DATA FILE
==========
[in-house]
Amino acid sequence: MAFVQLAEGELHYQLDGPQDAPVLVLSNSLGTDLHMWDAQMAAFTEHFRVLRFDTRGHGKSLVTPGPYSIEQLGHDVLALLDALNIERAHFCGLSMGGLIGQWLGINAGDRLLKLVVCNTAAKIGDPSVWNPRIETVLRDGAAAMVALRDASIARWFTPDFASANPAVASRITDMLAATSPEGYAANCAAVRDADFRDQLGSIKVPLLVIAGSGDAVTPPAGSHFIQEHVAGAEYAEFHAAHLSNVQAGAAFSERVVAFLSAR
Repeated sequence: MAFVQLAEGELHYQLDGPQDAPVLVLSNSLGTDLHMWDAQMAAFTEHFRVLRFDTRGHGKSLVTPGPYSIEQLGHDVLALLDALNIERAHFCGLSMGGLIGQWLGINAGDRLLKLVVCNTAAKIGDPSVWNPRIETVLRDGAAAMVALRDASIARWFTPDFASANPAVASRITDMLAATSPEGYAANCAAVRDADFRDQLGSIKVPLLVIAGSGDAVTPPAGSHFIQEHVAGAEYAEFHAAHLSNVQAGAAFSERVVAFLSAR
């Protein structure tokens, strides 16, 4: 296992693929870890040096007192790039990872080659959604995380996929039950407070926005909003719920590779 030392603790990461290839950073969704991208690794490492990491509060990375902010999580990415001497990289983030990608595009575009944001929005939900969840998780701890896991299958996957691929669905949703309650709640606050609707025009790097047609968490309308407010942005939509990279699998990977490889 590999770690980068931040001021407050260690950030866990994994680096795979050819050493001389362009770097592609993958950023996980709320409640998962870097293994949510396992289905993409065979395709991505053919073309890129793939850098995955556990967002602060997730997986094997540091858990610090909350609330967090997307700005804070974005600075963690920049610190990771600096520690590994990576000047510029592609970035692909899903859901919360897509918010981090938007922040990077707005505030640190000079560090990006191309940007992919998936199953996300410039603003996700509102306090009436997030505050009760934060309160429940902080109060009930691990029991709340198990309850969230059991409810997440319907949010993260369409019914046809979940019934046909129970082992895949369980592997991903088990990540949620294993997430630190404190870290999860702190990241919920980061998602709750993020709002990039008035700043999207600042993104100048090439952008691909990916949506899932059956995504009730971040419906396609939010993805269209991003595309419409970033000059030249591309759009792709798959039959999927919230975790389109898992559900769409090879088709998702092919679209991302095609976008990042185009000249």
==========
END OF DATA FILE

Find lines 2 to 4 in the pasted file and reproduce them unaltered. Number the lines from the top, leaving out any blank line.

Amino acid sequence: MAFVQLAEGELHYQLDGPQDAPVLVLSNSLGTDLHMWDAQMAAFTEHFRVLRFDTRGHGKSLVTPGPYSIEQLGHDVLALLDALNIERAHFCGLSMGGLIGQWLGINAGDRLLKLVVCNTAAKIGDPSVWNPRIETVLRDGAAAMVALRDASIARWFTPDFASANPAVASRITDMLAATSPEGYAANCAAVRDADFRDQLGSIKVPLLVIAGSGDAVTPPAGSHFIQEHVAGAEYAEFHAAHLSNVQAGAAFSERVVAFLSAR
Repeated sequence: MAFVQLAEGELHYQLDGPQDAPVLVLSNSLGTDLHMWDAQMAAFTEHFRVLRFDTRGHGKSLVTPGPYSIEQLGHDVLALLDALNIERAHFCGLSMGGLIGQWLGINAGDRLLKLVVCNTAAKIGDPSVWNPRIETVLRDGAAAMVALRDASIARWFTPDFASANPAVASRITDMLAATSPEGYAANCAAVRDADFRDQLGSIKVPLLVIAGSGDAVTPPAGSHFIQEHVAGAEYAEFHAAHLSNVQAGAAFSERVVAFLSAR
């Protein structure tokens, strides 16, 4: 296992693929870890040096007192790039990872080659959604995380996929039950407070926005909003719920590779 030392603790990461290839950073969704991208690794490492990491509060990375902010999580990415001497990289983030990608595009575009944001929005939900969840998780701890896991299958996957691929669905949703309650709640606050609707025009790097047609968490309308407010942005939509990279699998990977490889 590999770690980068931040001021407050260690950030866990994994680096795979050819050493001389362009770097592609993958950023996980709320409640998962870097293994949510396992289905993409065979395709991505053919073309890129793939850098995955556990967002602060997730997986094997540091858990610090909350609330967090997307700005804070974005600075963690920049610190990771600096520690590994990576000047510029592609970035692909899903859901919360897509918010981090938007922040990077707005505030640190000079560090990006191309940007992919998936199953996300410039603003996700509102306090009436997030505050009760934060309160429940902080109060009930691990029991709340198990309850969230059991409810997440319907949010993260369409019914046809979940019934046909129970082992895949369980592997991903088990990540949620294993997430630190404190870290999860702190990241919920980061998602709750993020709002990039008035700043999207600042993104100048090439952008691909990916949506899932059956995504009730971040419906396609939010993805269209991003595309419409970033000059030249591309759009792709798959039959999927919230975790389109898992559900769409090879088709998702092919679209991302095609976008990042185009000249």